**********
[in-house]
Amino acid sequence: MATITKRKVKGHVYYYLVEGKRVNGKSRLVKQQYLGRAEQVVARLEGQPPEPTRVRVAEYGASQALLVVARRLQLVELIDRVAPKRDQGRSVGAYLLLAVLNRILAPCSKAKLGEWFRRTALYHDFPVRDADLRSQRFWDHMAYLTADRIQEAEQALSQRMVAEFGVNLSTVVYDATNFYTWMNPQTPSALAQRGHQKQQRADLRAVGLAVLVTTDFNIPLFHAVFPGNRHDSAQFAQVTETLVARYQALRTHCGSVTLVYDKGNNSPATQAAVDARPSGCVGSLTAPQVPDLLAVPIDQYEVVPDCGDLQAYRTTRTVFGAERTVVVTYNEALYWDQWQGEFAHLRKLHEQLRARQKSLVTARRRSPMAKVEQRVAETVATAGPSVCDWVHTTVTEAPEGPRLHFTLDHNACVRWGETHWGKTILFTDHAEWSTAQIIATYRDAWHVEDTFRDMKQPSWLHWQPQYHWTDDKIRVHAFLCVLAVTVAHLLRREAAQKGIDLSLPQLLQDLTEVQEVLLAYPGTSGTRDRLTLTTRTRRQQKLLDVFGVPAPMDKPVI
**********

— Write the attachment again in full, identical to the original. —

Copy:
[in-house]
Amino acid sequence: MATITKRKVKGHVYYYLVEGKRVNGKSRLVKQQYLGRAEQVVARLEGQPPEPTRVRVAEYGASQALLVVARRLQLVELIDRVAPKRDQGRSVGAYLLLAVLNRILAPCSKAKLGEWFRRTALYHDFPVRDADLRSQRFWDHMAYLTADRIQEAEQALSQRMVAEFGVNLSTVVYDATNFYTWMNPQTPSALAQRGHQKQQRADLRAVGLAVLVTTDFNIPLFHAVFPGNRHDSAQFAQVTETLVARYQALRTHCGSVTLVYDKGNNSPATQAAVDARPSGCVGSLTAPQVPDLLAVPIDQYEVVPDCGDLQAYRTTRTVFGAERTVVVTYNEALYWDQWQGEFAHLRKLHEQLRARQKSLVTARRRSPMAKVEQRVAETVATAGPSVCDWVHTTVTEAPEGPRLHFTLDHNACVRWGETHWGKTILFTDHAEWSTAQIIATYRDAWHVEDTFRDMKQPSWLHWQPQYHWTDDKIRVHAFLCVLAVTVAHLLRREAAQKGIDLSLPQLLQDLTEVQEVLLAYPGTSGTRDRLTLTTRTRRQQKLLDVFGVPAPMDKPVI